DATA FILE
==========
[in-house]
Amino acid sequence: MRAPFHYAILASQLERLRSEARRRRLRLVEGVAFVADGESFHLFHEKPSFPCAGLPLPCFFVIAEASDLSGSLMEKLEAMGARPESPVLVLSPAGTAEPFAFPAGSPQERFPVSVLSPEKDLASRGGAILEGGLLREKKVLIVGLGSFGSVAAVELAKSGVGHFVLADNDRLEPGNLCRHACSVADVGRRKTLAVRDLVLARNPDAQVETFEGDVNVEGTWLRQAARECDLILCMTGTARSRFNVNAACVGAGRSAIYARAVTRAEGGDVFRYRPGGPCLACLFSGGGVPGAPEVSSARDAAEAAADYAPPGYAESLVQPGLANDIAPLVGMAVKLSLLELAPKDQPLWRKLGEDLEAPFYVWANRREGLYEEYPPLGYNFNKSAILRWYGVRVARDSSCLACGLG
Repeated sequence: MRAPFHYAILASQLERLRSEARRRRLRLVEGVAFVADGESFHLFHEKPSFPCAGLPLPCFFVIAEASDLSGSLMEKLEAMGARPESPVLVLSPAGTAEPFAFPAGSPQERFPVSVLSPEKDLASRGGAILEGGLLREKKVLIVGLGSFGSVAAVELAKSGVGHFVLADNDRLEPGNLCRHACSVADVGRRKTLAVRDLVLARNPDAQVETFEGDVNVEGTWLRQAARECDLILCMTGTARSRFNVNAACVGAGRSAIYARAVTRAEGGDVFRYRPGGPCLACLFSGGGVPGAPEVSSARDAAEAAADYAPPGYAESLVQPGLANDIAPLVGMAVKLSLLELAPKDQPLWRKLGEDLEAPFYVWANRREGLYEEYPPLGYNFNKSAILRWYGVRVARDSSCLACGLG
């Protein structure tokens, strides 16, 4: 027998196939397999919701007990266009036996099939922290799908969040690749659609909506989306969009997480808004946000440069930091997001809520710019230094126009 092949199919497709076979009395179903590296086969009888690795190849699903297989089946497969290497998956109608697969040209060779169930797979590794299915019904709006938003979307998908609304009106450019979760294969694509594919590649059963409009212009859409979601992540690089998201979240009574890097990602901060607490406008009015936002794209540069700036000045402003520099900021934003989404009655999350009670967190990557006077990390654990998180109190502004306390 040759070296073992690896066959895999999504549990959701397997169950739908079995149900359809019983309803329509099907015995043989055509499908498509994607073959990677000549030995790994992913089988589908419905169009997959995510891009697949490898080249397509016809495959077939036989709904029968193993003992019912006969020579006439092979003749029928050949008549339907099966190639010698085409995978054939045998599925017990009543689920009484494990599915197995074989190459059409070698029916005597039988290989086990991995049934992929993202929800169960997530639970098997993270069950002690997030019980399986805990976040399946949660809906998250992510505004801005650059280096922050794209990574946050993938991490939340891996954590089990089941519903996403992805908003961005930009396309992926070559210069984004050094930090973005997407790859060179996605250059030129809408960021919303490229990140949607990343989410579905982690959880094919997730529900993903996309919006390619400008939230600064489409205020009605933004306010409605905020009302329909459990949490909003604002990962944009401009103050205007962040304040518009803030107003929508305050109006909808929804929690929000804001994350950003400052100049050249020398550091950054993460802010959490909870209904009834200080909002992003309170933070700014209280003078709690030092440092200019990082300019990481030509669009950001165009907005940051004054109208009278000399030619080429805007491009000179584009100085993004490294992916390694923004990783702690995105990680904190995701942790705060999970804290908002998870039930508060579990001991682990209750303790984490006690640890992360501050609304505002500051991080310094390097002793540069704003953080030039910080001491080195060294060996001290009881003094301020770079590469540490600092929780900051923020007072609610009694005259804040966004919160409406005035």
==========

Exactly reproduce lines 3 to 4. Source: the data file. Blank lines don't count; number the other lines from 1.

Repeated sequence: MRAPFHYAILASQLERLRSEARRRRLRLVEGVAFVADGESFHLFHEKPSFPCAGLPLPCFFVIAEASDLSGSLMEKLEAMGARPESPVLVLSPAGTAEPFAFPAGSPQERFPVSVLSPEKDLASRGGAILEGGLLREKKVLIVGLGSFGSVAAVELAKSGVGHFVLADNDRLEPGNLCRHACSVADVGRRKTLAVRDLVLARNPDAQVETFEGDVNVEGTWLRQAARECDLILCMTGTARSRFNVNAACVGAGRSAIYARAVTRAEGGDVFRYRPGGPCLACLFSGGGVPGAPEVSSARDAAEAAADYAPPGYAESLVQPGLANDIAPLVGMAVKLSLLELAPKDQPLWRKLGEDLEAPFYVWANRREGLYEEYPPLGYNFNKSAILRWYGVRVARDSSCLACGLG
């Protein structure tokens, strides 16, 4: 027998196939397999919701007990266009036996099939922290799908969040690749659609909506989306969009997480808004946000440069930091997001809520710019230094126009 092949199919497709076979009395179903590296086969009888690795190849699903297989089946497969290497998956109608697969040209060779169930797979590794299915019904709006938003979307998908609304009106450019979760294969694509594919590649059963409009212009859409979601992540690089998201979240009574890097990602901060607490406008009015936002794209540069700036000045402003520099900021934003989404009655999350009670967190990557006077990390654990998180109190502004306390 040759070296073992690896066959895999999504549990959701397997169950739908079995149900359809019983309803329509099907015995043989055509499908498509994607073959990677000549030995790994992913089988589908419905169009997959995510891009697949490898080249397509016809495959077939036989709904029968193993003992019912006969020579006439092979003749029928050949008549339907099966190639010698085409995978054939045998599925017990009543689920009484494990599915197995074989190459059409070698029916005597039988290989086990991995049934992929993202929800169960997530639970098997993270069950002690997030019980399986805990976040399946949660809906998250992510505004801005650059280096922050794209990574946050993938991490939340891996954590089990089941519903996403992805908003961005930009396309992926070559210069984004050094930090973005997407790859060179996605250059030129809408960021919303490229990140949607990343989410579905982690959880094919997730529900993903996309919006390619400008939230600064489409205020009605933004306010409605905020009302329909459990949490909003604002990962944009401009103050205007962040304040518009803030107003929508305050109006909808929804929690929000804001994350950003400052100049050249020398550091950054993460802010959490909870209904009834200080909002992003309170933070700014209280003078709690030092440092200019990082300019990481030509669009950001165009907005940051004054109208009278000399030619080429805007491009000179584009100085993004490294992916390694923004990783702690995105990680904190995701942790705060999970804290908002998870039930508060579990001991682990209750303790984490006690640890992360501050609304505002500051991080310094390097002793540069704003953080030039910080001491080195060294060996001290009881003094301020770079590469540490600092929780900051923020007072609610009694005259804040966004919160409406005035």